June 24, 2008

Excessive Force Caught on Tape

A Memphis police officer used what appears to be blatant excessive force against a transsexual woman because she refused to answer to epithets.  The entire incident was caught on tape and can be viewed at alternet.org.  The officer hit her, sprayed her with mace, and another officer assisted him by holding her shoulders even though she was not hitting back and was unarmed.  The officer who held the woman was fired and the other officer was placed on administrative leave.  The video has been reviewed by the FBI and the District Attorney for possible civil rights violations.

The victim's attorneys point out that this is particularly disturbing because the officers are supposed to protect us, not hurt us.  It is also disturbing that the officers appear to believe that it was perfectly appropriate to make derogatory comments to and use force against the victim due to her transsexual status.

June 24, 2008 in Sara R. Benson | Permalink | Comments (0) | TrackBack

January 18, 2008

Majority of Maryland Voters Support Same-Sex Unions

Well, not all of the voters support gay marriage, but the majority (58%) support some sort of legally recognized partnership between same-sex partners (i.e. civil unions). Only 19% support gay marriage and 31% disagree with granting same-sex partners any type of marriage-like status. However, only half of those anti-gay marriage individuals would support a constitutional amendment banning gay marriage. More to come as this State gears up for debates about gay marriage/civil union legislation. See Baltimore Sun Article.

January 18, 2008 in Sara R. Benson | Permalink | Comments (0) | TrackBack

November 16, 2007

Court Overturns PA Hate Crimes Bill

A Pennsylvania State Court judge overturned a Pennsylvania bill adding language to a hate crimes bill.  It listed as a hate crime certain crimes motivated by the sexual orientation or disability of the victim.

The original purpose of the bill was to protect against "agricultural vandalism and crop destruction."  The judge stated that the bill must be overturned because, "no matter how salutary the purpose of a bill may be, it still must comport with constitutionally mandated requirements for passage . . . ."  See Article in Philly.com entitled "Court Throws Out PA's Hate Crimes Law."

November 16, 2007 in Employment Discrimination, Sara R. Benson | Permalink | Comments (0) | TrackBack

November 13, 2007

Montgomery County, Maryland Transgender Bill

The County Council for Montgomer County, Maryland is considering a bill granting housing and employment protection to transgendered individuals.  However, it also included a provision that would permit transgendered individuals to use public restrooms.  Those opposing the bill were up in arms about this provision, claiming that it would result in "indecent exposure."  See the Washington Post's Coverage of the issue (Nov. 11, 2007; Transgender Bill May Be Close to Passing).  The bill's sponsor stated that she will pull the restroom language and thinks that the bill will pass without it.  However, the broad language of the rest of the bill may be read to include the right to use public restrooms nonetheless.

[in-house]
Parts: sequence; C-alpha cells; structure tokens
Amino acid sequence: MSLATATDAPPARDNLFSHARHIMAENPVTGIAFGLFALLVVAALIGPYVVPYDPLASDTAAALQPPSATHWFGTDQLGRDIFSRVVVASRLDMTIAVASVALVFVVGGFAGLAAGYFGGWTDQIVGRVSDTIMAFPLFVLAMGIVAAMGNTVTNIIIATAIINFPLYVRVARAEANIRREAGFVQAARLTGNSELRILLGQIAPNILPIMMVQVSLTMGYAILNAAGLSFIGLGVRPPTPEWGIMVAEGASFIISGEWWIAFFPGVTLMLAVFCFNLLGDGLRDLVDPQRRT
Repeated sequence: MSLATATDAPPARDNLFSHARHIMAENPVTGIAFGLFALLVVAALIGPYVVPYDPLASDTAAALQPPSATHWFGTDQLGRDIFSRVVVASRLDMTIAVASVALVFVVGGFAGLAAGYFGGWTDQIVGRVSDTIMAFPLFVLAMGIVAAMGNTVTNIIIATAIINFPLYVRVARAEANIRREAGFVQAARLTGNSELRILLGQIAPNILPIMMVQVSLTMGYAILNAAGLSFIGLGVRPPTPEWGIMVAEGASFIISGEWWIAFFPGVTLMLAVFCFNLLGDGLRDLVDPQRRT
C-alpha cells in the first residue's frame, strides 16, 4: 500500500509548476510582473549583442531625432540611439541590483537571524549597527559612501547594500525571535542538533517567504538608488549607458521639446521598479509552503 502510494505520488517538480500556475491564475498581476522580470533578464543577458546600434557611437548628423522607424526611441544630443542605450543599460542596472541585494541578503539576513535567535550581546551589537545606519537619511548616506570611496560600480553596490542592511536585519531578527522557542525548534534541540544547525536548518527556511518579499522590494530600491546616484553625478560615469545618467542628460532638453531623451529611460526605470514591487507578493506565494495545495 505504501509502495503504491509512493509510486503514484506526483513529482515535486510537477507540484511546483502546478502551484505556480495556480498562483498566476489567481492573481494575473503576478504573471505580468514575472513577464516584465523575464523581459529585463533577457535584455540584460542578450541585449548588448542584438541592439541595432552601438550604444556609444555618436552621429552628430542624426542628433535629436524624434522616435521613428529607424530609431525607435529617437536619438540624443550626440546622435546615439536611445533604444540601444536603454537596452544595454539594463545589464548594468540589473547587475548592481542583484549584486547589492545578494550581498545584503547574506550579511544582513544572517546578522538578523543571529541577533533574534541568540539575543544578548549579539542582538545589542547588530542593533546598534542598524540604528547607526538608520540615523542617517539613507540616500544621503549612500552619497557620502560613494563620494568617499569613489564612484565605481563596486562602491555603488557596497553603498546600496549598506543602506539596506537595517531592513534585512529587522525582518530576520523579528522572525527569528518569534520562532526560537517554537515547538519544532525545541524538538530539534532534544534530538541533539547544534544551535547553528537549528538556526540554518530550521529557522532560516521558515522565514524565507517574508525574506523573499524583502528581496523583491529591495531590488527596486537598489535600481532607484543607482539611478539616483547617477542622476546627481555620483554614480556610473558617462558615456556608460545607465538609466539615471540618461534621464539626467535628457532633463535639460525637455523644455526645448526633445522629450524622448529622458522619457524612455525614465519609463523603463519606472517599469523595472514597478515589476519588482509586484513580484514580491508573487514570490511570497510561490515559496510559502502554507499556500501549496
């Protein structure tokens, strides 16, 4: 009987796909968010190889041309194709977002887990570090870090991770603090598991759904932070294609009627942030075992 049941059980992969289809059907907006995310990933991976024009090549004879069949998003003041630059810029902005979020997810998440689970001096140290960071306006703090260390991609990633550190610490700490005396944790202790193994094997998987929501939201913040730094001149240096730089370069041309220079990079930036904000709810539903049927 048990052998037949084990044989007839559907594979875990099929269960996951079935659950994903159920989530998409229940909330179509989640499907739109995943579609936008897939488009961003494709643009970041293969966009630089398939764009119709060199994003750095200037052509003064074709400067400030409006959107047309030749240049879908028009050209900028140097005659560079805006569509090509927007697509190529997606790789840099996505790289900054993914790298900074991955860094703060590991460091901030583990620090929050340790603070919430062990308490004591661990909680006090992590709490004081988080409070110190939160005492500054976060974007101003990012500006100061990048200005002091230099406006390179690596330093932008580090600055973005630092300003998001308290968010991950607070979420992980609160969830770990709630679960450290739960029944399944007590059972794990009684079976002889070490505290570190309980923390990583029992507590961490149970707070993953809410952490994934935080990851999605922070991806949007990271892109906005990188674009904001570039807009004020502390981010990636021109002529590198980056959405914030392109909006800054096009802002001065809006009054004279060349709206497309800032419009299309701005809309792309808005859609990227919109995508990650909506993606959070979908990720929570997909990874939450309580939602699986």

This brings up an important point.  Why are restrooms such a hot button issue?  It seems that generally people are really offended by the idea of a male to female transsexual using the women's restroom when she has not yet had genital surgery.  I have a litany of responses to this, but I will limit my comments to three:

(1)  As I pointed out in an earlier blog post, women's restrooms generally have enclosed stalls.  Thus, how would anyone suffer from "indecent exposure"?  Also, even in male restrooms, there is generally at least one stall, so the same logic applies.

(2)  Most male to female transsexuals would rather not have anyone see their "male" parts.  Why would any transsexual individual "flash" her genitalia at the general public?  In my view, this kind of concern is really a front for a deep seated fear of those who are different.  In fact, it is similar to comparing transgendered individuals with sick individuals who like to expose their private parts in public to young children.  It is an unacceptable comparison.

(3)  Why don't we just add additional "family" or "gender neutral" single stall restrooms to public buildings?  In this manner, we will never have the issue of forcing a transgendered individual to pick whether he feels like a male or a female today.  Not to mention the fact that intersex individuals are put to the same task as well.

November 13, 2007 in Employment Discrimination, Other, Sara R. Benson | Permalink | Comments (1) | TrackBack

November 07, 2007


The U.S. House of Representatives passed the Employment Non-Discrimination Act today by a 235-184 vote.

According to the Human Rights Campaign, "[i]n 31 states, it is currently legal to fire someone based on their sexual orientation.  In 39 states, it is legal to fire a person for being transgender."

Unfortunately, the ENDA that passed did not include protection for transgendered individuals due to a lack of support in the House.  However, the fact that the ENDA passed is a sign that lawmakers are interested in protecting gays and lesbians against discrimination at work--and that is a start.


November 7, 2007 in Employment Discrimination, Sara R. Benson | Permalink | Comments (0) | TrackBack

November 06, 2007

Florida Amendment Banning Same-Sex Marriage Gaining Momentum

Florida law already prohibits same-sex marriage.  However, like many states, Florida voters and legislators wish to enact a State Constitutional Amendment banning gay marriage.  The drive stems from voter concern that Florida courts might recognize gay marriage, overturning current State legislation.

The text of the proposed Amendment states:

"Inasmuch as marriage is the legal union of only one man and one woman as husband and wife, no other legal union that is treated as marriage or the substantial equivalent thereof shall be valid or recognized."  See Herald Tribune Article.